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Suggested Citation:"EMF-RAPID Funding." National Research Council. 1999. Research on Power-Frequency Fields Completed Under the Energy Policy Act of 1992. Washington, DC: The National Academies Press. doi: 10.17226/9587.
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Objectives of the EMF Communication Component were:

  • plan, support, and conduct communication research to improve understanding of how various groups perceive the EMF issue, to evaluate their needs and utilization of information, and to determine more effective methods of communication;

  • educate the public, workers, government officials, policy makers, and other interested parties by establishing appropriate channels of communication and providing materials and services that respond to their communication and information needs;

  • improve coordination and communication within the national and international MF scientific community. Provide referral services for the public, government, scientists, and businesses to make research findings more widely and readily available; and

  • encourage communication from the public decision-makers to those who plan scientific studies. This information could help identify areas of conflicting findings that require further research.

Objectives of the Policy Support Component were:

  • improve understanding of the possible health risks, economic effects, and value judgments that must be considered when formulating power-frequency magnetic field policy or regulation;

  • improve understanding of how economic costs related to power-frequency magnetic field concerns are affecting citizens, utilities, manufacturers, and other interested parties;

  • analyze the potential effects of EMF concerns on the safety, availability, reliability, and costs of electric power and electrical equipment;

  • develop and evaluate various regulatory and policy instruments that could be implemented; These instruments may differ depending on the power-frequency magnetic field sources, exposures, and potential health impacts;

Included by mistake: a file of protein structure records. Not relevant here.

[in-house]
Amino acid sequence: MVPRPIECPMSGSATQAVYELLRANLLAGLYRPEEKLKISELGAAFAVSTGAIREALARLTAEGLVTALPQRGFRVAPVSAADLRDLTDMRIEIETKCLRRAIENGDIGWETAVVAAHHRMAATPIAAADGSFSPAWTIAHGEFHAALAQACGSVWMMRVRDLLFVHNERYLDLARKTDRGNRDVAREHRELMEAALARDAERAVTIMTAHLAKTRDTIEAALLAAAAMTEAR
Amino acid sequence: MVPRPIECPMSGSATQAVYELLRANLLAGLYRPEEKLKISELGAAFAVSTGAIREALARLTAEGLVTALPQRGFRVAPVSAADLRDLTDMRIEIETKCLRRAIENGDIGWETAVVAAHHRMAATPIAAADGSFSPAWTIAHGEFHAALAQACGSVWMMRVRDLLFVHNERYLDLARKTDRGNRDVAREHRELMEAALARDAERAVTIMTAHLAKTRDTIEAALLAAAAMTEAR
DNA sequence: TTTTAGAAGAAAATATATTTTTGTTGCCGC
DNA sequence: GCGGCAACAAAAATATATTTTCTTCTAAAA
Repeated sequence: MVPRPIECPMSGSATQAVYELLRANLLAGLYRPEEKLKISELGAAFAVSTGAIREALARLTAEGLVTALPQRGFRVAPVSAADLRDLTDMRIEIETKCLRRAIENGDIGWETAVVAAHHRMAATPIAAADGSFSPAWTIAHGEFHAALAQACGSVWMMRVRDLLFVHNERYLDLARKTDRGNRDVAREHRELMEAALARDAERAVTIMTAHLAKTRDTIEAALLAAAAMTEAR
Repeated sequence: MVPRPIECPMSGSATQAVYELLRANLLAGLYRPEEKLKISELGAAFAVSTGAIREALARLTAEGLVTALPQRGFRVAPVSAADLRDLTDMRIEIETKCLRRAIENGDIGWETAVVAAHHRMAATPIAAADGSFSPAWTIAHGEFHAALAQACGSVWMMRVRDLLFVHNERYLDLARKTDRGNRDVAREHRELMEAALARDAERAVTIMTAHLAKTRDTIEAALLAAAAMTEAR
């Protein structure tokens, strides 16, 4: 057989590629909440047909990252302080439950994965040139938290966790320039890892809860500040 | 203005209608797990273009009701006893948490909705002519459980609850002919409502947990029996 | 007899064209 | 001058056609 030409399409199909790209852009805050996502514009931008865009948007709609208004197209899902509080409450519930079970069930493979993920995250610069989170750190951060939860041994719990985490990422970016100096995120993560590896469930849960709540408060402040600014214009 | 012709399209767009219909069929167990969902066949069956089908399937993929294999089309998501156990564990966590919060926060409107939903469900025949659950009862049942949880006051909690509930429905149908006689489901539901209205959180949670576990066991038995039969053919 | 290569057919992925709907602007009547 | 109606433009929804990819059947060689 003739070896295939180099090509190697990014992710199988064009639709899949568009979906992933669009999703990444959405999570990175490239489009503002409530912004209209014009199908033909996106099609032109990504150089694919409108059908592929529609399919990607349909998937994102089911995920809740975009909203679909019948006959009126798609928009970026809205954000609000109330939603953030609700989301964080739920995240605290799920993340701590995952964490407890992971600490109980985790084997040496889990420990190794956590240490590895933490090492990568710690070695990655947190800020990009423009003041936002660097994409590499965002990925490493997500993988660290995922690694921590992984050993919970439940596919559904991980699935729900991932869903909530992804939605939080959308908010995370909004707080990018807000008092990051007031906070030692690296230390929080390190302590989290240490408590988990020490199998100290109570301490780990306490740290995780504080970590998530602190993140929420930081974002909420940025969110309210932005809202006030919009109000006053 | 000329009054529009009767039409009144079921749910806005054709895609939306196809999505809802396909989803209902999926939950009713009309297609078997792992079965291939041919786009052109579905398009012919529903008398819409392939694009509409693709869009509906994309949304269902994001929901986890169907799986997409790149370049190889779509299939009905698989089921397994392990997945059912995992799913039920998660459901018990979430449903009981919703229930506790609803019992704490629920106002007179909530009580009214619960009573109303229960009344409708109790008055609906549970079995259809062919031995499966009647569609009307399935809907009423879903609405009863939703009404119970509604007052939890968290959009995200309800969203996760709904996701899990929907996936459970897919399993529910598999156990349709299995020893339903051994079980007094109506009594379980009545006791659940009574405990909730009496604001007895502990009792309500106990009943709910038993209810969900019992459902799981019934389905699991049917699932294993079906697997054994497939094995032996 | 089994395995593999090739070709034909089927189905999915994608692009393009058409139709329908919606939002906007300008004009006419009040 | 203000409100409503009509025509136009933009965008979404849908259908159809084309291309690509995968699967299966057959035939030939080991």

• involve the various interested parties in activities related to EMF policy analysis so that individuals or groups can gain an appreciation of trade-offs inherent in various decisions and policies; Comments from interested parties will also assist policy makers in identifying, evaluating, and formulating policy choices;

  • develop potential frameworks, including guidelines, criteria, and computer simulations, to assist regulatory bodies in making logical, responsible decisions; and

  • ensure that policy research and analysis encompass a broad range of options to account for regulatory and related policy decisions that are made at various levels.

Three implementation plans were published in 1994 to further define the health-effects research and risk communication (DOE 1994a), the engineering research (DOE 1994b), and the communication components of the EMF-RAPID program (DOE 1994c).

EMF-RAPID FUNDING

This committee has not received a formal, complete accounting of EMF-RAPID income and expenses. However, on the basis of preliminary figures received from DOE and

Suggested Citation:"EMF-RAPID Funding." National Research Council. 1999. Research on Power-Frequency Fields Completed Under the Energy Policy Act of 1992. Washington, DC: The National Academies Press. doi: 10.17226/9587.
×

NIEHS, we estimate that a total of about $41 million was spent on the program; estimated expenditures are summarized as follows:

Estimated EMF-RAPID expenditures

Activity

Amount, in thousands of dollars

Percent of total dollars spent

Biologic research

25,553a

62

Estimated indirect costs for biologic research (38%)

9,710

24

Engineering projects

2,670b

6

Communication

3,350c

8

Total

41,283

100

a Total from appendix A.

b Total from appendix B.

c Total from appendix C.

Nearly all the biologic research was carried out under National Institutes of Health (NIH) grants, which normally are described in terms of "direct cost" dollars. Universities separately negotiate reimbursement of "indirect costs" with the government. To complete an estimate of the indirect costs associated with these direct costs, we assumed an average indirect cost rate of 38%. The engineering and other external activities were conducted under contracts, which include direct and indirect costs in the total amount. The Battelle MF-cancer-promotion biologic study was also conducted under a contract.

Despite the uncertainty in the figure for total EMF-RAPID expenditures, it is clear that the amount spent is much less than the $65 million authorized by the enabling legislation. About $20.5 million was actually provided from federal sources. If funded as planned, there would have been $13 million per year for 5 yr. Because a 50% matching with nonfederal dollars was required and because less than $32.5 million was allocated by federal sources, the total budget ($41 million) was 37% less than the $65 million planned.